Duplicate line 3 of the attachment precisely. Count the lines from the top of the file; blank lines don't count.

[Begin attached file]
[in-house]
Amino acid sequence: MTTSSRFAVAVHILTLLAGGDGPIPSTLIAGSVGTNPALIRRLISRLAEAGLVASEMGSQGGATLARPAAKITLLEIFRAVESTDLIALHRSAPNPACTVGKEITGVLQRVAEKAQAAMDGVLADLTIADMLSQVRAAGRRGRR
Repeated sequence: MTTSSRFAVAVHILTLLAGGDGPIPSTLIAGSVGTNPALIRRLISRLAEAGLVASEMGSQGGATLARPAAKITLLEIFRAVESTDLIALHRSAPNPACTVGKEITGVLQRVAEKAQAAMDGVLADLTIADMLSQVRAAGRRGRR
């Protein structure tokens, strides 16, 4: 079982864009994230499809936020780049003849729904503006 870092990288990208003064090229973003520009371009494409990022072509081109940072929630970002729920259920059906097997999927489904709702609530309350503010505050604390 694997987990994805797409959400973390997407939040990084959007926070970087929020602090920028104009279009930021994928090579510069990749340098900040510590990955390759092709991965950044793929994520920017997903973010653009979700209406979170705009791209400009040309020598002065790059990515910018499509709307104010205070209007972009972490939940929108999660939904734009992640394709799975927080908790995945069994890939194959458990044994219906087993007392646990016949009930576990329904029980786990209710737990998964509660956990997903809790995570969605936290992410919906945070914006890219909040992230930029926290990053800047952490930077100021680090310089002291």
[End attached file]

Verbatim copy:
Repeated sequence: MTTSSRFAVAVHILTLLAGGDGPIPSTLIAGSVGTNPALIRRLISRLAEAGLVASEMGSQGGATLARPAAKITLLEIFRAVESTDLIALHRSAPNPACTVGKEITGVLQRVAEKAQAAMDGVLADLTIADMLSQVRAAGRRGRR